Duplicati fails deadly?

I set up Duplicati to backup lots of folders. Checked on it and it hasn’t backed up for days. It says

The source folder /home/…/… does not exist, aborting backup

Seriously?? If a single folder gets deleted, it doesn’t backup anything at all? This is not the kind of behavior I’d expect from a backup software. The whole point is to prevent data loss.

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I partially agree, but it’s just how you look at it.

If a backup solution says the backup completed successfully, but the contents of one or more source folders is skipped completely, you could be unpleasantly surprised when you have to restore files from that source folder.

Duplicati could continue the backup operation for the sources that still exist, but the main developer chose to abort the backup and throw an error message in this case. Underlying meaning is that the backup operator should regularly check and/or monitor the backups for errors or warnings. Duplicati-Monitoring and dupReport could help monitoring your backups.

There’s some discussion about this topic here and here.

IMO the backup should still take place (for the valid source paths) but a Warning should be thrown for the invalid paths.

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In this case that wouldn’t happen, because the folder has ceased to exist.

Ok, but I would be more unpleasantly surprised to find out that nothing at all had been backed up.

This is a tough call.

While at first it makes sense to warn if one of many source folders disappears and error if the ONLY source for goes away, there are side effects to this.

For example, when a folder (or file) is no longer found Duplicati considers it deleted. This has potential follow on actions including:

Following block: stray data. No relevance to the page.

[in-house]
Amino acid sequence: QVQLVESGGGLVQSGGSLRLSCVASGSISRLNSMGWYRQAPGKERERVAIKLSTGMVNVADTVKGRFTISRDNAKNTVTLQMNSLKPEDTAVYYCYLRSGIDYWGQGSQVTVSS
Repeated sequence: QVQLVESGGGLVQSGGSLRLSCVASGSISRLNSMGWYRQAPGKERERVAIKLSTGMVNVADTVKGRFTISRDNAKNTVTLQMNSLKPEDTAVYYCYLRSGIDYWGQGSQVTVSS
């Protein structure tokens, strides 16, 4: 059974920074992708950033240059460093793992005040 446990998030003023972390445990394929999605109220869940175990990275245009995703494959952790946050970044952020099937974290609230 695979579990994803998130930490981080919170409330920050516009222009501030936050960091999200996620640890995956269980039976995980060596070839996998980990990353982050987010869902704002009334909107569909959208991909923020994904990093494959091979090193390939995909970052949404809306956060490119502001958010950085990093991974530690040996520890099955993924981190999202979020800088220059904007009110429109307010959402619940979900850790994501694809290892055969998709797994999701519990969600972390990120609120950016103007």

• “disconnect” in history for EVERYTHING in that path
  • potential removal from backups of the disappeared items depending on retention policy

So a warning-with-backup that is missed or ignored for more than retention-policy keep rules could result in deletionb of valid previously backed up content.

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Continue backing up the data that exists, don’t delete the data that’s missing, and warn the user. I don’t know what’s so difficult to understand.

Failing to backup data at all is obviously wrong.

It’s not difficult to understand. It’s difficult to know.

Duplicati currently has no way of knowing if the file disappeared, was moved, or was deleted intentionally. It can only know how everything looks in the snapshot that is taken.

If you understand the risk and accept it, then you can change this behavior with --“allow-missing-source=true” but we cannot in good conscience enable this by default for everyone.

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So you think it’s better for backup software to have a default configuration that fails to backup data?

In a number of situations: yes.

Some (probably more than you would expect) users set retention policy default to “Keep 3 backups”. If a source folder is renamed and the backup is scheduled to run daily, after 3 days you end up with having no backup of one or more of your important source folders.
In that situation it’s better to have an older backup of all sources, than a recent backup that misses source folders.

Too bad that the default setting is not optimal for your situation, but others may profit from this default behaviour. Duplicati is designed in such a way that it can be adjusted to virtually any situation. The mentioned –allow-missing-source setting, the built-in reporting options and the external services Duplicati-Monitoring and dupReport could help detecting and fixing problems when a source folder is missing.